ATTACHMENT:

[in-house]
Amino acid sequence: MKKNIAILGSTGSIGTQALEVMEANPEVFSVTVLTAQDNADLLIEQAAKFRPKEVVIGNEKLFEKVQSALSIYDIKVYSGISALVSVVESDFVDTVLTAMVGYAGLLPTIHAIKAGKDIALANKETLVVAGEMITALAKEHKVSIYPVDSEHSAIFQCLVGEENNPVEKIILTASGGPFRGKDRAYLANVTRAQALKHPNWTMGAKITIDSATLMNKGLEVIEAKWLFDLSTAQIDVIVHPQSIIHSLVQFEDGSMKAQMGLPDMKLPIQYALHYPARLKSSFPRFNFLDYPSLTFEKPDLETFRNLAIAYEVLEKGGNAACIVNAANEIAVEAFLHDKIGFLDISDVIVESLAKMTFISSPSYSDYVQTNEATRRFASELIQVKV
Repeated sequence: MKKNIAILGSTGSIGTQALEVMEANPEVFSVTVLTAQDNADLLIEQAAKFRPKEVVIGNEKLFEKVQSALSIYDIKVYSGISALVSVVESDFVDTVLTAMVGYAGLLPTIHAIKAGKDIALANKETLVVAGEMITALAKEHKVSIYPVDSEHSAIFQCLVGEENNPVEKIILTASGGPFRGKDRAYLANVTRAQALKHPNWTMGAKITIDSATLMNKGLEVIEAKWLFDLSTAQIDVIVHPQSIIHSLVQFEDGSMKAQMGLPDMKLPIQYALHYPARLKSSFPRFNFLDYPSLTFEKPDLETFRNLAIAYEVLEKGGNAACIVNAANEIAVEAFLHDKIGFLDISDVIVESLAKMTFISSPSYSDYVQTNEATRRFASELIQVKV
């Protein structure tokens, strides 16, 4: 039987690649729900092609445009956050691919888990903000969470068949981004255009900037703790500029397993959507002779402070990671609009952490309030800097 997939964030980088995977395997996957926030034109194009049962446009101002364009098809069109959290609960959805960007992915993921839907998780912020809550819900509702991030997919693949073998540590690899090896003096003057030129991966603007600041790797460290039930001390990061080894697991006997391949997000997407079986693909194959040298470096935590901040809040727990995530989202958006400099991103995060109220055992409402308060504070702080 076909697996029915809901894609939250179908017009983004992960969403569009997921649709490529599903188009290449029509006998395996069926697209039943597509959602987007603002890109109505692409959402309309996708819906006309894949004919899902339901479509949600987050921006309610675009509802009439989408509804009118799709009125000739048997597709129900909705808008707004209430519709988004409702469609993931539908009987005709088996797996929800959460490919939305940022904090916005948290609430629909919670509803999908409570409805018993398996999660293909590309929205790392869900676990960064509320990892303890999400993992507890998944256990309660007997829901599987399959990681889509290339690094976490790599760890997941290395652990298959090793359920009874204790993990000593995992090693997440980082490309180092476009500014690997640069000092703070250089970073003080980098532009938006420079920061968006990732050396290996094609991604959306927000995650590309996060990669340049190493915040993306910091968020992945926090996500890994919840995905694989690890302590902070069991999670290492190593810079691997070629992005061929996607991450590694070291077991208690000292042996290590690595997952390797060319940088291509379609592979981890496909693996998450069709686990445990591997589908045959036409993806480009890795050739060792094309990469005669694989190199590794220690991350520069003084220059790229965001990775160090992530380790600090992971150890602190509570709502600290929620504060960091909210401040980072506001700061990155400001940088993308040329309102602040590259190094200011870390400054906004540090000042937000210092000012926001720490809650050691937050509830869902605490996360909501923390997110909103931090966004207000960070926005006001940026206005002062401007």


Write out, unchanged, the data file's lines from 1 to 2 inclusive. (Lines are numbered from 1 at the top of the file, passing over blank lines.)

[in-house]
Amino acid sequence: MKKNIAILGSTGSIGTQALEVMEANPEVFSVTVLTAQDNADLLIEQAAKFRPKEVVIGNEKLFEKVQSALSIYDIKVYSGISALVSVVESDFVDTVLTAMVGYAGLLPTIHAIKAGKDIALANKETLVVAGEMITALAKEHKVSIYPVDSEHSAIFQCLVGEENNPVEKIILTASGGPFRGKDRAYLANVTRAQALKHPNWTMGAKITIDSATLMNKGLEVIEAKWLFDLSTAQIDVIVHPQSIIHSLVQFEDGSMKAQMGLPDMKLPIQYALHYPARLKSSFPRFNFLDYPSLTFEKPDLETFRNLAIAYEVLEKGGNAACIVNAANEIAVEAFLHDKIGFLDISDVIVESLAKMTFISSPSYSDYVQTNEATRRFASELIQVKV